On Wednesday, 28 November, the European Commission is expected to release a long-term strategy to curb greenhouse gas emissions. The strategy will assess the feasibility of updating the bloc’s climate ambition for 2050. This is part of the EU's offer to the UN climate conference starting next week as the bloc hopes to inspire others to follow.
A climate strategy? In Europe, climate policy is underpinned by a long-term vision. In turn, European policy triggers action in member states through national caps for emissions and the European carbon market. The European Commission estimated in 2011 that the bloc should cut greenhouse gas emissions by 80% to 95% by 2050 (from a 1990 baseline) to be in line with the expected contribution from developed countries.
Why a new one? Europe already has a roadmap (from 2011), but the context has radically changed:
1. Costs of early climate action have declined dramatically. Looking back at the technical assumptions underpinning the 2011 roadmap, the projected capital cost reductions for 2050 have already been exceeded in 2017 for onshore wind (-20%) and solar PV (-68%).
2. Climate action is increasingly international, leading to new opportunities for cooperation but also new challenges for Europe’s competitiveness. The Paris agreement on climate change requires action by all to limit global warming to well below 2 °C, while pursuing efforts to limit to 1.5 °C. The EU was a first mover but figures by the International Renewable Energy Agency show that Europe’s investment in renewable energy peaked in 2011 and has since massively slowed down, especially in comparison with the rest of the world.
3. Climate goals have strengthened, as the risks of even small amounts of warming become more evident. The International Panel on Climate Change special report on 1.5°C is a dire warning that each fragment of a degree of warming counts to limit the most dangerous consequences of climate change. It illustrates the massive differences of impacts between a world 1.5°C or 2°C warmer.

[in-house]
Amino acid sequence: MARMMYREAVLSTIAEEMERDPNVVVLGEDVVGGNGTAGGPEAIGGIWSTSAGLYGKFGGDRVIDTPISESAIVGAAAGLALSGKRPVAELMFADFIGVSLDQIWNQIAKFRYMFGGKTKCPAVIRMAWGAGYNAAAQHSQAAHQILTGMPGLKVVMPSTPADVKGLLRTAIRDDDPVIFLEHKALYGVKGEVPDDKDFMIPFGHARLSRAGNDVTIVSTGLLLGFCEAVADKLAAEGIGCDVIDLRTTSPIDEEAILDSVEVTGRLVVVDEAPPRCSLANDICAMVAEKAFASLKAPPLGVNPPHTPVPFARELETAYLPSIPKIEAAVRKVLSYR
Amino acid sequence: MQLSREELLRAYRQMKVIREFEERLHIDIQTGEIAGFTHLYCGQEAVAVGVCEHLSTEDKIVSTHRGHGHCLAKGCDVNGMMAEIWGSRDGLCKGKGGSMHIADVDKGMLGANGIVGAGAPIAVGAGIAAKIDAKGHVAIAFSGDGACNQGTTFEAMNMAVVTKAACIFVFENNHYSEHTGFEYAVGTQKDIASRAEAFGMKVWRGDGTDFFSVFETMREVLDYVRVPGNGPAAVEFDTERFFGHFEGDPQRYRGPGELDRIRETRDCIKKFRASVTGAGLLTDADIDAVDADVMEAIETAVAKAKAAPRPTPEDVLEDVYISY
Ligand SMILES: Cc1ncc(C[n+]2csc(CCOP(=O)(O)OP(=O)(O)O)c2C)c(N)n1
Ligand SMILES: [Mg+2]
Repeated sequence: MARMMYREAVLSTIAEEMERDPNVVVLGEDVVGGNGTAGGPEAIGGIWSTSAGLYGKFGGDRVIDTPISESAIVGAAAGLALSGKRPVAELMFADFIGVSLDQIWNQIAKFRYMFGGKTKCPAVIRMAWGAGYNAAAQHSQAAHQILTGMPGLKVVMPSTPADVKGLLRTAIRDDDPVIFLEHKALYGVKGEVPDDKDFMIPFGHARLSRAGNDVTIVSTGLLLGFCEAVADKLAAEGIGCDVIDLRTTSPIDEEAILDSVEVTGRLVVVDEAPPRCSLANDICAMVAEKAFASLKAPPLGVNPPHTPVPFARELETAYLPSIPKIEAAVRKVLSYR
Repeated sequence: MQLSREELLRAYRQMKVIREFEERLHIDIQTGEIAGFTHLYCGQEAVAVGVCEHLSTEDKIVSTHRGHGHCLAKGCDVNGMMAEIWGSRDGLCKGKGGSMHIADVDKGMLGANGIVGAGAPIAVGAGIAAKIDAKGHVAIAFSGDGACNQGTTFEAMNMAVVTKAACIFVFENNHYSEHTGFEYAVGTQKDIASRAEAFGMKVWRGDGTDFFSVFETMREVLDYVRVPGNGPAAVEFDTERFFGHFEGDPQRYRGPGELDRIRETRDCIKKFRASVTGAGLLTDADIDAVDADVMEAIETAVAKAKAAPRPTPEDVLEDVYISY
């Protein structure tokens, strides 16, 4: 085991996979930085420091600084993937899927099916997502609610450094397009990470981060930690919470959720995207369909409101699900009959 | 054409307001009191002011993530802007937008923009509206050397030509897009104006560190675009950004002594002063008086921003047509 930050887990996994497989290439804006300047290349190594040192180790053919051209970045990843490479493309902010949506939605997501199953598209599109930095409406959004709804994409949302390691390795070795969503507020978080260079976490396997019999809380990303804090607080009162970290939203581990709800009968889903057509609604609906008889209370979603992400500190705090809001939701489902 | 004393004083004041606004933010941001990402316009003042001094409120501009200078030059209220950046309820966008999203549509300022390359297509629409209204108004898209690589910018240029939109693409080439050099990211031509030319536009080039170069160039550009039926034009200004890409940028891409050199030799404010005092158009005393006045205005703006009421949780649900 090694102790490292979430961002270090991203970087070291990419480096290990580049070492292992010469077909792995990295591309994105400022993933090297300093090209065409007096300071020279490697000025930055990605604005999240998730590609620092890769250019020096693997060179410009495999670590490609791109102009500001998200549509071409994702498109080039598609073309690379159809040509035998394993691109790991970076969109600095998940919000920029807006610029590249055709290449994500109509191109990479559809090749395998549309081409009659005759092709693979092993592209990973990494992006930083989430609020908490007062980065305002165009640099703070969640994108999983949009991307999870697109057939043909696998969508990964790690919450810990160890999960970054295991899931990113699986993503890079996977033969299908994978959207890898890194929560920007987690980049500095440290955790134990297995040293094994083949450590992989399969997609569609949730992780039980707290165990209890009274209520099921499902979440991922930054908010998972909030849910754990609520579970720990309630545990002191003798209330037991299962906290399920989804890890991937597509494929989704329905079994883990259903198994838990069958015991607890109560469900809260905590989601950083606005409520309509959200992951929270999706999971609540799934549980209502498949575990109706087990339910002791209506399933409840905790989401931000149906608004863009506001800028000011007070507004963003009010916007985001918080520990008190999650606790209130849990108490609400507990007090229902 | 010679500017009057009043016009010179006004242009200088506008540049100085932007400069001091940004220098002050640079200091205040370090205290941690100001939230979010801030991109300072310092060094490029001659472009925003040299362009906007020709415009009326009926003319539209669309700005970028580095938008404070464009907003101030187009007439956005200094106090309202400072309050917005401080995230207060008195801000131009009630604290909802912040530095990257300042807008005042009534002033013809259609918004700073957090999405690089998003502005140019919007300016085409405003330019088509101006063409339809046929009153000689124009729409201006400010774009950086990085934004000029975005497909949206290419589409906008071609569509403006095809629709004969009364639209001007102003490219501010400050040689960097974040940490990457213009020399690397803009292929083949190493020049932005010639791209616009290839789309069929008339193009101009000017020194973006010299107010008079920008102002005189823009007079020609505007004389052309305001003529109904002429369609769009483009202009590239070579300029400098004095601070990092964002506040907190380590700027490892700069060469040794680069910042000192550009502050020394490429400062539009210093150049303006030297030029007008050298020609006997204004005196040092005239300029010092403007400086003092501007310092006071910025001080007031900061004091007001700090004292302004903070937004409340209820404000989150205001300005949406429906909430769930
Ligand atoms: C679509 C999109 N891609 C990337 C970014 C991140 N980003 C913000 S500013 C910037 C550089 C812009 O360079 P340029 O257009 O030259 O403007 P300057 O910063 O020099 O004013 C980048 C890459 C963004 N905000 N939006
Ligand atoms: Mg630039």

Why now? The annual UN climate change meeting is happening in Europe from 3-14 December 2018, in Katowice, Poland. In order to remain a champion, the block must show it is implementing the Paris Agreement. The Commission will therefore present the draft of a “long-term low greenhouse gas emission development strategies” required by 2020.
Is the Commission acting alone? The Commission received a clear mandate to draft the strategy. European Heads of States and/or Governments, European Ministers and the European Parliament all called on the European Commission to put forward a proposal for a European climate strategy.
Factors to watch
2050 ambition. The main issue is whether the Commission will be able to demonstrate the feasibility of higher ambition, including a move to net-zero greenhouse gas emissions by 2050. In the public consultation launched earlier this year, the Commission requested feedback on three different objectives: -80%, -95% and net-zero emissions. Since then, several member states, cities and businesses all called for carbon neutrality while some environmental organisations call for net-zero by 2040.
2030 target. The strategy is not likely to address directly the adequacy of the current target for 2030 of at least 40% GHG reductions. This target is a direct product of the 2011 roadmap. It is unclear whether the 2030 target will be a fixed variable, or whether the modelling will show that higher cuts are necessary.
Modelling. The Commission is expected to release a communication and a staff working document including the modelling results. The latter will be of particular importance as civil society organisations have expectations about, for instance, quantifying impacts from climate change or restricting the use of certain solutions such as bioenergy carbon capture and storage.
Procedure? This is not a legislative procedure. The outcome will therefore not be law but a political commitment. The strategy document released this week is the first step towards developing a formal long-term low GHG strategy by 2020, to fulfil the EU’s commitment under the Paris Agreement. The Council and the Parliament are not required to discuss the strategy at this stage, but they are expected to do so.
What about the member states? The strategy is very unlikely to require member states to adopt a specific decarbonisation pathway or objective. It may however have some influence. Every member state will produce a national long-term strategy by the end of 2019. Experience shows that European strategies, even non-binding, influence domestic planning.
What about the rest of the economy? Many economic sectors have already prepared their own sectorial long-term roadmap. And many more are expected to do so. For instance, the European power sector is applauding the prospect of an electrification strategy for the energy sector. European heavy industry will soon need to translate the European objective into net-zero goals of their own and consider an extensive toolbox of technological and policy levers to reach them.
- Net-Zero is feasible – European Climate Foundation, Net Zero by 2050: From whether to how
- Europe must revise its ambition – E3G, The EU’s climate strategy needs a new assessment of ambition
- What are Roadmaps for? E3G, The Politics of Climate Roadmaps: lessons for the EU
- An industry perspective – VUB IES, Industrial Value Chain: A bridge towards a carbon neutral Europe
- Impact of circular economy – Material Economics, The Circular Economy: A powerful force for climate mitigation